Abuse claims raise pressure on British govt

The British government was tonight under pressure to reveal how long it has known about claims of British troops abusing Iraqi prisoners.

The British government was tonight under pressure to reveal how long it has known about claims of British troops abusing Iraqi prisoners.

The Conservatives demanded that Britain's Defence Secretary Geoff Hoon tells MPs when the allegations were first raised with ministers and what action they took.

The demand comes after the Red Cross said it had warned US officials of abuse of prisoners in Iraq – including some in British-controlled Basra – more than a year ago.

Shadow defence secretary Nicholas Soames said it would be a matter of the “gravest concern” if the Red Cross had raised the issue with the British government “quite some time ago”.

“Number 10, the Secretary of State for Defence and the Foreign Office must say whether or not these questions were indeed raised with them and what actions were subsequently taken,” he said.

“The Secretary of State for Defence must come to the House of Commons on Monday to make a full and detailed statement on this and other matters relating to investigations by the Royal Military Police into the allegations made by the Daily Mirror and others.”

A leaked Red Cross report, confirmed as genuine by the agency, described prisoners kept naked in total darkness in empty cells at Baghdad’s Abu Ghraib prison – under US-control – and male prisoners forced to parade around in women’s underwear.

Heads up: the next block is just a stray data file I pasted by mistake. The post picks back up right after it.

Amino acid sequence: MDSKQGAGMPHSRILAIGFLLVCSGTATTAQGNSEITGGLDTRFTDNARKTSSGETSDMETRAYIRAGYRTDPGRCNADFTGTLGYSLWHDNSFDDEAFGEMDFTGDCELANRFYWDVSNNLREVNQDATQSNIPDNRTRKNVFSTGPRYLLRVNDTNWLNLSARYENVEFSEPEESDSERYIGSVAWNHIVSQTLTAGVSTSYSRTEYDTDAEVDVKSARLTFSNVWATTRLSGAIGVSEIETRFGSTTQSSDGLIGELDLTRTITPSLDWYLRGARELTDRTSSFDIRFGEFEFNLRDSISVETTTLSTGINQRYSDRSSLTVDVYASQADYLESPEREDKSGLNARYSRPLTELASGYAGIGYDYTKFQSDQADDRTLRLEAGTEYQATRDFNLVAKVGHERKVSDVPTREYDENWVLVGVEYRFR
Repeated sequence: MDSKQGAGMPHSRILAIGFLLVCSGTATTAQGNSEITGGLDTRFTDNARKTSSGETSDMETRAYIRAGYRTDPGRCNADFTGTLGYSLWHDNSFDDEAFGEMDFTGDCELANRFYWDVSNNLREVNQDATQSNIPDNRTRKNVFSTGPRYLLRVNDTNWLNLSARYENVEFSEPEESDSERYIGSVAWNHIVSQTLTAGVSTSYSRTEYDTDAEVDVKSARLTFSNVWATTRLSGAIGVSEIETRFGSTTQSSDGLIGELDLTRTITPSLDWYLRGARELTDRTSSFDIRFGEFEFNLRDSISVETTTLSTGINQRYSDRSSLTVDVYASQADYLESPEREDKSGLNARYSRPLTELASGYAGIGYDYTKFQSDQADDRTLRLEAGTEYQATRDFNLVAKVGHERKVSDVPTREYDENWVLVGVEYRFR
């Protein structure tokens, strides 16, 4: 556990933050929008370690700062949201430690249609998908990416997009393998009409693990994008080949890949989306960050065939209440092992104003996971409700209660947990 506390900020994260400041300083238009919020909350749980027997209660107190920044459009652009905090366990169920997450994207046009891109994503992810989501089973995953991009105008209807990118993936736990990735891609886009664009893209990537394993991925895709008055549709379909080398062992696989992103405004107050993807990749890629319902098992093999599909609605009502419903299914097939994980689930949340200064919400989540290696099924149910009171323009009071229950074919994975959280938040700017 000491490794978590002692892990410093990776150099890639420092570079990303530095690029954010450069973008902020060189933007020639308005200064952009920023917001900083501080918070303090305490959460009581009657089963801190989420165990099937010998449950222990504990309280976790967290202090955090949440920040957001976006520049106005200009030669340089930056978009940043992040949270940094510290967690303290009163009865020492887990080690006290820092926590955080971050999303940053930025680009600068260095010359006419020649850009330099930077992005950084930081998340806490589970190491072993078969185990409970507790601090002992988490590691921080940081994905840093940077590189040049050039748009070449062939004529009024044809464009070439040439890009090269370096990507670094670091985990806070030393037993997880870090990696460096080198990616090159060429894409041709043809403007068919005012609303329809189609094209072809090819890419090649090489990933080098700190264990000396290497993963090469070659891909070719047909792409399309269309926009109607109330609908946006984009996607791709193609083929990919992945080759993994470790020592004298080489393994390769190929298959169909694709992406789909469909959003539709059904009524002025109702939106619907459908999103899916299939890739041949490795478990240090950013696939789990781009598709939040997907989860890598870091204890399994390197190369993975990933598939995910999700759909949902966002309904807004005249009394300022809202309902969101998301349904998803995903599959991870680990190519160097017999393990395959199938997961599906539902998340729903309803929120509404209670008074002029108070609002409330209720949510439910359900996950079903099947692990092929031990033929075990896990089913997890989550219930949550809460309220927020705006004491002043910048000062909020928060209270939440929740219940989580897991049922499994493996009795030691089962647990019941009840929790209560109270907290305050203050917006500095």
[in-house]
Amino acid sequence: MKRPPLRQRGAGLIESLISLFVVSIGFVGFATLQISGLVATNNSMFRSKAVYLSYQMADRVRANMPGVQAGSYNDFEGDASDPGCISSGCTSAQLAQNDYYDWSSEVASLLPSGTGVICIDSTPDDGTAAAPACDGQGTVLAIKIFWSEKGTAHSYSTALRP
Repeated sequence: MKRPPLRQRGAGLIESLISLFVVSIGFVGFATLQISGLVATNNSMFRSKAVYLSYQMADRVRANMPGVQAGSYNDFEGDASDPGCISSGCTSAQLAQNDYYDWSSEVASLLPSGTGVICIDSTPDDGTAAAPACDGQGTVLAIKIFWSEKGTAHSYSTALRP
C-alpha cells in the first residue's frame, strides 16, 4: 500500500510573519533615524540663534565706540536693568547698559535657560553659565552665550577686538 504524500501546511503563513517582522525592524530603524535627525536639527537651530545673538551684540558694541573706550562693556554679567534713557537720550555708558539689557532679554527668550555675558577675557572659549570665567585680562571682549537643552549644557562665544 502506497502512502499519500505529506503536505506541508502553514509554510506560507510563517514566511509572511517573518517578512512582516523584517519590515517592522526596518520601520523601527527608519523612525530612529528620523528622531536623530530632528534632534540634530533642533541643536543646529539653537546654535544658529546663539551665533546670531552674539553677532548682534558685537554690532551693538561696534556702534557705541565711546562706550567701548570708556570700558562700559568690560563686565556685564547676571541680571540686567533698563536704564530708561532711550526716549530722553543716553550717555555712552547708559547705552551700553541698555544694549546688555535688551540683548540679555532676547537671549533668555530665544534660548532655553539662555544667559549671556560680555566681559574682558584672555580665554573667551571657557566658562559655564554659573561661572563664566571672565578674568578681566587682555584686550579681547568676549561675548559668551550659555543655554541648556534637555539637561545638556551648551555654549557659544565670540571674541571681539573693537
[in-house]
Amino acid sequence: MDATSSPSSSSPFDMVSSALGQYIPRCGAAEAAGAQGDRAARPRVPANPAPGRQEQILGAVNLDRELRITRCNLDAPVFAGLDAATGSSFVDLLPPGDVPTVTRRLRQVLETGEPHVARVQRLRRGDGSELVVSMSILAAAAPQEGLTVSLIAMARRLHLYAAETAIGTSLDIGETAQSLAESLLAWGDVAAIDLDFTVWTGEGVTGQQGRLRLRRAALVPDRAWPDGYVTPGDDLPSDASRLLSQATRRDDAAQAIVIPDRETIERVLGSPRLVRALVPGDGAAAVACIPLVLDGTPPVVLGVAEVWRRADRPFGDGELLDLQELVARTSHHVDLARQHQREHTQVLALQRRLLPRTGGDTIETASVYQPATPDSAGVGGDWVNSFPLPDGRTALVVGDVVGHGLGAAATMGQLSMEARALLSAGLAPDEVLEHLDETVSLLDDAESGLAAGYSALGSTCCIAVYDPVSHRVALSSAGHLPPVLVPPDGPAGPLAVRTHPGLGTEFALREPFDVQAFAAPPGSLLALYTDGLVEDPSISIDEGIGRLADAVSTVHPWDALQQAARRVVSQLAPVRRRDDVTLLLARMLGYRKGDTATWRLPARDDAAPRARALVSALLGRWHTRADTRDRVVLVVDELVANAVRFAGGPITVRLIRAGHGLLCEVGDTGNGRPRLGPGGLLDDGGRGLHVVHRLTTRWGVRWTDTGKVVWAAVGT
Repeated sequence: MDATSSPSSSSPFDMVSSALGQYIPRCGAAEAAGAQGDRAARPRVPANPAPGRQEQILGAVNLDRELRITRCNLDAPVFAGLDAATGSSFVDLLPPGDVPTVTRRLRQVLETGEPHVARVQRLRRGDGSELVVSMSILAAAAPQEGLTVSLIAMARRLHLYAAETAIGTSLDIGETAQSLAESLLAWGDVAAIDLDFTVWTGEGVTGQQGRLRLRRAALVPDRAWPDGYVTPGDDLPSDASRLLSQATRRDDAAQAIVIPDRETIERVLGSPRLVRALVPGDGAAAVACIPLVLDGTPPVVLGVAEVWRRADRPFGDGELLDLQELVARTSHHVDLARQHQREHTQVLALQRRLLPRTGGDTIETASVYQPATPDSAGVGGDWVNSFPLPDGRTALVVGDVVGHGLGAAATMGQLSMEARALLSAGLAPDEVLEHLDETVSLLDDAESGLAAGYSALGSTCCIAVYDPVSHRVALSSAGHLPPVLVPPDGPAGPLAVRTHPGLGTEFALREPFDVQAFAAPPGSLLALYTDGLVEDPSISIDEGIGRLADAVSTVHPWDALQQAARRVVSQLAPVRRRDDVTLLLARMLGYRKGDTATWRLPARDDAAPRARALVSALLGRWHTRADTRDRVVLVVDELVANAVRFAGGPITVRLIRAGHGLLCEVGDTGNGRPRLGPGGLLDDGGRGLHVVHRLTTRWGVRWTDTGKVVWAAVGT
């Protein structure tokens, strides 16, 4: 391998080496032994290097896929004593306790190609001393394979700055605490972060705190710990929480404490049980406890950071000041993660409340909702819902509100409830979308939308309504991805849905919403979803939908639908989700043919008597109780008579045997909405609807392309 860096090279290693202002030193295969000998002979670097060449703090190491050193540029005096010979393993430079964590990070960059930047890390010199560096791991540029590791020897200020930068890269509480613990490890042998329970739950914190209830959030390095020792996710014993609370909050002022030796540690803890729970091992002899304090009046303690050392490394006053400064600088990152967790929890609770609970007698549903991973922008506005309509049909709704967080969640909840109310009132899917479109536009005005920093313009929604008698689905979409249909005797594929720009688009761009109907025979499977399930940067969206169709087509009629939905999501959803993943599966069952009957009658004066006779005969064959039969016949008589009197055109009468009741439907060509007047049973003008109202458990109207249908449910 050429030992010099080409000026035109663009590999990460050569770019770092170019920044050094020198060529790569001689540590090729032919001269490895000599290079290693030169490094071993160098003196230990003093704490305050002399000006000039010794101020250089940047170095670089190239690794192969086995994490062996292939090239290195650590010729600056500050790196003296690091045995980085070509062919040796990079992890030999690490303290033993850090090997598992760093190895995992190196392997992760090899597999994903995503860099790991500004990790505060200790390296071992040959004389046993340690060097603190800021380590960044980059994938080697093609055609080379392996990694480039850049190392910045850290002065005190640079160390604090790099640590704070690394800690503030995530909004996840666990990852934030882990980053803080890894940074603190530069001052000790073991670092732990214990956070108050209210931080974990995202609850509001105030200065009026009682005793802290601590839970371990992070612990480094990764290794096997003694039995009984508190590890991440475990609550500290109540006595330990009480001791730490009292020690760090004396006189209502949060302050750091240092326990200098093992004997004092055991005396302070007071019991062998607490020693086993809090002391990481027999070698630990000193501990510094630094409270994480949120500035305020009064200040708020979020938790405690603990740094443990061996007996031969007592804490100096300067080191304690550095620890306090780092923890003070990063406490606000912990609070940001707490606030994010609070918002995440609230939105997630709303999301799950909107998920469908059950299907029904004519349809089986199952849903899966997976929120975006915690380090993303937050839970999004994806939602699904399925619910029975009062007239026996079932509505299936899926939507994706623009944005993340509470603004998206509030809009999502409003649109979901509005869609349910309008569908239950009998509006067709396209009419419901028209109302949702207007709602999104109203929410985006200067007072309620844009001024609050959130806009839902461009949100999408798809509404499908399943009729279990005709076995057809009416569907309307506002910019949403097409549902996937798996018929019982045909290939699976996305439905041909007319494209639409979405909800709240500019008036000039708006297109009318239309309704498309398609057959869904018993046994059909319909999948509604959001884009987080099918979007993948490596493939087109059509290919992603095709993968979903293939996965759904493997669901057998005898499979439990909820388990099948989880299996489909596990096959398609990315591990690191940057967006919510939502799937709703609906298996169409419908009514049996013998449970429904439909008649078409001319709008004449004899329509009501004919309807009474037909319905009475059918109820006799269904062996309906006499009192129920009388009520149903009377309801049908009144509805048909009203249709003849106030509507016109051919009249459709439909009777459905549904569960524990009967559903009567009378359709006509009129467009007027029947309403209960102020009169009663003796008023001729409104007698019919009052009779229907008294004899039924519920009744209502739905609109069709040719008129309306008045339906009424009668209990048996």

Coalition forces also fired on unarmed prisoners from watchtowers, killing some of them.

In another episode, nine men were arrested in Basra and beaten severely, leading to one death, it added.

The British Ministry of Defence said yesterday it could not discuss the Red Cross report because it was confidential.

But a spokesman said: “We work very closely with the International Committee of the Red Cross.

“We take our obligations under the Geneva Convention and international law very seriously. The report by the ICRC was an interim report and we acted on its recommendations.”

Mr Soames’ comments come as more allegations of British troops abusing Iraqi prisoners and taking “trophy photos” emerged.

A fourth soldier apparently told his story to the Daily Mirror.

The newspaper today carried a front page picture allegedly provided by a soldier from the troubled Queen’s Lancashire Regiment showing a soldier photographing a bound captive with bloodied teeth in the back of an armoured personnel carrier.

US defence secretary Donald Rumsfeld yesterday apologised for his troops’ “fundamentally un-American” abuse of Iraqi prisoners and warned that more horrific pictures of mistreatment were still to come.

Meanwhile in Iraq British troops quelled an attack in Basra by hundreds of Iraqi militia loyal to radical Shiite cleric Muqtada al-Sadr.

The fighting broke out this morning in Iraq’s second city a day after a representative of al-Sadr offered money for the capture or killing of coalition soldiers.

The British Ministry of Defence confirmed three British soldiers were hurt in the clashes but said none of the injuries were life-threatening. Two Iraqis had been killed and one had been captured.

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